The first timing signal T1 shown in FIG. 3(B) is a pulse developed just within the duration of a reference output impulse A, and the second timing signal T2 in FIG. 3(C) is a pulse developed just within the duration of a sample output impulse B. That is, the first and second timing signals T1 and T2 are generated opposite to those in the sample measurement stage as shown in FIG. 2. The third timing signal T3 shown in FIG. 3(D) corresponds to background radiation as in the sample measurement stage. With these timing signals, the first and fifth switches S1 and S5 are opened and the second and fourth switches S2 and S4 are closed in the duration of a reference output impulse A. On the contrary, the first and fifth switches S1 and S5 are closed and the second and fourth switches S2 and S4 are opened in the duration of a sample output impulse B. As opposed to the above-mentioned sample measurement stage, a sample output in this case is current-voltage converted and amplified to the synchronization error integrator circuit 1OB without undergoing logarithmic amplification. Feedback control is performed such that the amplified level of a sample output may be equal to the reference voltage (which is generally a fixed voltage as opposed to the sample measurement stage) and hence, a fixed voltage. On the other hand, a reference output is directly logarithmically amplified without undergoing current-voltage conversion and then derived from the first sample/hold circuit 9. The output of the first sample/hold circuit 9 resulting from logarithmic amplification of a reference output is then converted by an analog/digital converter (not shown) into a digital signal, which is stored in a computer (not shown).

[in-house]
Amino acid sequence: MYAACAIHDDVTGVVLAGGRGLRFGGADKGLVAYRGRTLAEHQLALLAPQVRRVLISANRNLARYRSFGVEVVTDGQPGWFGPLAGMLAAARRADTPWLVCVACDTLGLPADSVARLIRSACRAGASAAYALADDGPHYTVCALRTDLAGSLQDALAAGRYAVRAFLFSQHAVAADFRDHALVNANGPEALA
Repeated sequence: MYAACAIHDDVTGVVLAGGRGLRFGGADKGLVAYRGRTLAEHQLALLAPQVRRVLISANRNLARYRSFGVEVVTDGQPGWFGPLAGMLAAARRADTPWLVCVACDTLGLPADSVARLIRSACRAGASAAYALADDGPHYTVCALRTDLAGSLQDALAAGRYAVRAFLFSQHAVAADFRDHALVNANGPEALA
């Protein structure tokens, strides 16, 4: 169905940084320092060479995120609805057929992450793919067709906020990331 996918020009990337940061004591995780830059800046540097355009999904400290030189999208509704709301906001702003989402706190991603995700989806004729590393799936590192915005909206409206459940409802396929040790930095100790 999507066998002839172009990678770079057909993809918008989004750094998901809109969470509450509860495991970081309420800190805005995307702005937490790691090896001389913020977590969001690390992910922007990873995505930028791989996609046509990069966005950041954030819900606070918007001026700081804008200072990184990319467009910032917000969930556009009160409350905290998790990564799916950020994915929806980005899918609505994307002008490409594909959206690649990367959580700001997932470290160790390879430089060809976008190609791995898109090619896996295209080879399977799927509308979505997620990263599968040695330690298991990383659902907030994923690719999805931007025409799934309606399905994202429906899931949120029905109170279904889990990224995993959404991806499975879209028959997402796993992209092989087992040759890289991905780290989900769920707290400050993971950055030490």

When the sample and reference paths in the spectrophotometer main section have different spectral response due to fogging or staining of mirrors or the like, the level of reference output impulses A developed in the preparatory scanning is not consistent and varies with wavelength in accordance with the spectral response difference. The logarithmically amplified values of reference outputs varying with wavelength are derived from the first sample/hold circuit 9 and stored in the computer. In the subsequent sample measurement stage, a signal representative of the logarithmically amplified reference output varying with wavelength is read out for each wavelength and supplied to the reference voltage generating circuit 1OA. As a result, the logarithmically amplified reference output stored in the preparatory scanning stage or the corresponding voltage is supplied to the synchronization error integrator circuit 1OB as a reference voltage for each wavelength. It is to be noted that the sample analyzing procedure following the preparatory scanning stage is the same as described in connection with FIG. 2.

As described above, in the preparatory scanning stage, the sample cell 3 is set to a substantially spectral response-free state (that is, a state offering a substantially 100% transmittance at all wavelengths), sample outputs are made consistent in this state, and the corresponding reference outputs, that is, the logarithmically amplified values of detector outputs responding to reference beams which vary with wavelength in accordance with the spectral response difference between the sample and reference paths in the spectrophotometer main section are stored in the computer. In the subsequent sample measurement, for each wavelength, the logarithmically amplified reference output stored is read out and used as a reference voltage with or without further amplification to which a reference output developed in the sample measurement stage is controlled to be equal. Consequently, a reference output developed in the sample measurement stage corresponds to the logarithmically amplified value of a sample output level with the sample cell 3 to a substantially 100% transmittance state at any wavelength. Then, an output (sample output) of the first sample/hold circuit 9 always correctly represents the logarithmic transmittance of the sample material irrespective of the difference in spectral response between the sample and reference paths in the spectrophotometer main section.